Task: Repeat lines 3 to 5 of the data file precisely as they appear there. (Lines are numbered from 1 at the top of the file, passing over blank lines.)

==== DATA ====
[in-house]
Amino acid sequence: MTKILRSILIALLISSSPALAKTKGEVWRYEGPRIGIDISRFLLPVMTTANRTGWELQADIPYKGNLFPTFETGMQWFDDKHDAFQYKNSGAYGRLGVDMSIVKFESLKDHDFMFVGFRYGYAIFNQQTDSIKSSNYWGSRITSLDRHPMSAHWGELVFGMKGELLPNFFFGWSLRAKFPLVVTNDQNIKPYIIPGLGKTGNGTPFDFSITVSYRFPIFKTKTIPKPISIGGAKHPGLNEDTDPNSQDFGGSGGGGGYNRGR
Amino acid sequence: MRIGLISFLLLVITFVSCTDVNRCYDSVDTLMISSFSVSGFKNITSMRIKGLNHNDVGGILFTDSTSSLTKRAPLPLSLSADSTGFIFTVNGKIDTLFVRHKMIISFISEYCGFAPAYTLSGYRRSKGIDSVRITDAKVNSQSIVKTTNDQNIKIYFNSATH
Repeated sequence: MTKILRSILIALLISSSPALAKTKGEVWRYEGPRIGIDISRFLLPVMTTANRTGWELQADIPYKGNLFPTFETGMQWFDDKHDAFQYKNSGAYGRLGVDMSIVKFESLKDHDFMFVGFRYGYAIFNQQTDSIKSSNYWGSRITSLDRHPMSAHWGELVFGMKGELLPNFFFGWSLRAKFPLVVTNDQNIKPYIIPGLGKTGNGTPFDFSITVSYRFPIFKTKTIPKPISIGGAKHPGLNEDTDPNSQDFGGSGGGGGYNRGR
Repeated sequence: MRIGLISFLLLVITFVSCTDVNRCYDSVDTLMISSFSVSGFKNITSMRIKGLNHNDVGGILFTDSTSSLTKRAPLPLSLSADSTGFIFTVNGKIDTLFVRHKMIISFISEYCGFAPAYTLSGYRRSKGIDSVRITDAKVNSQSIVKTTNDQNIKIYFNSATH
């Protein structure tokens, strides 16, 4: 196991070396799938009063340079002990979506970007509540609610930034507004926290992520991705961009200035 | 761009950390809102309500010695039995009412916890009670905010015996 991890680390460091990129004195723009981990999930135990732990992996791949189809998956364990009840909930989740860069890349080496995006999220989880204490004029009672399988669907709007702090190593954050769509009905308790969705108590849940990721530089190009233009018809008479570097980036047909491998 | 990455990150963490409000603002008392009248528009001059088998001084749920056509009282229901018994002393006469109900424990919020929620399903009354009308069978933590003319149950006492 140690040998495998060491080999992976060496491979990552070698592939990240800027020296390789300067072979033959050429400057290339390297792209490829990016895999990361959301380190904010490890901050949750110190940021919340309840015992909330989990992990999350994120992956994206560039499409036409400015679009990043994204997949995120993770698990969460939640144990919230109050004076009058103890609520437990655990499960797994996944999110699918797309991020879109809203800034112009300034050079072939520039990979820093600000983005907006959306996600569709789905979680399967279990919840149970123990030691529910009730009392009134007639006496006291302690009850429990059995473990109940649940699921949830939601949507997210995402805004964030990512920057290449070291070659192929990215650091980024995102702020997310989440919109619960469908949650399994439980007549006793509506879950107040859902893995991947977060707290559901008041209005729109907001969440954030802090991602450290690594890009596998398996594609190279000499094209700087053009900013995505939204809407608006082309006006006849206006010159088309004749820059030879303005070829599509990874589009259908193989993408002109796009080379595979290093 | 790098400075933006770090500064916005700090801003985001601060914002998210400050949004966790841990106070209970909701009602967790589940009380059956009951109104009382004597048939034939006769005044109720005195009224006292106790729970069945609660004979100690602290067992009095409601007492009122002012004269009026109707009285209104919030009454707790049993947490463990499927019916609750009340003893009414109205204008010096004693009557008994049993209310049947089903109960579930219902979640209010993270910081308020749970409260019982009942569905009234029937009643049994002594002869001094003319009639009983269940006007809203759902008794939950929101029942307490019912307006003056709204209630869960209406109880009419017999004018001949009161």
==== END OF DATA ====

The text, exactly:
Amino acid sequence: MRIGLISFLLLVITFVSCTDVNRCYDSVDTLMISSFSVSGFKNITSMRIKGLNHNDVGGILFTDSTSSLTKRAPLPLSLSADSTGFIFTVNGKIDTLFVRHKMIISFISEYCGFAPAYTLSGYRRSKGIDSVRITDAKVNSQSIVKTTNDQNIKIYFNSATH
Repeated sequence: MTKILRSILIALLISSSPALAKTKGEVWRYEGPRIGIDISRFLLPVMTTANRTGWELQADIPYKGNLFPTFETGMQWFDDKHDAFQYKNSGAYGRLGVDMSIVKFESLKDHDFMFVGFRYGYAIFNQQTDSIKSSNYWGSRITSLDRHPMSAHWGELVFGMKGELLPNFFFGWSLRAKFPLVVTNDQNIKPYIIPGLGKTGNGTPFDFSITVSYRFPIFKTKTIPKPISIGGAKHPGLNEDTDPNSQDFGGSGGGGGYNRGR
Repeated sequence: MRIGLISFLLLVITFVSCTDVNRCYDSVDTLMISSFSVSGFKNITSMRIKGLNHNDVGGILFTDSTSSLTKRAPLPLSLSADSTGFIFTVNGKIDTLFVRHKMIISFISEYCGFAPAYTLSGYRRSKGIDSVRITDAKVNSQSIVKTTNDQNIKIYFNSATH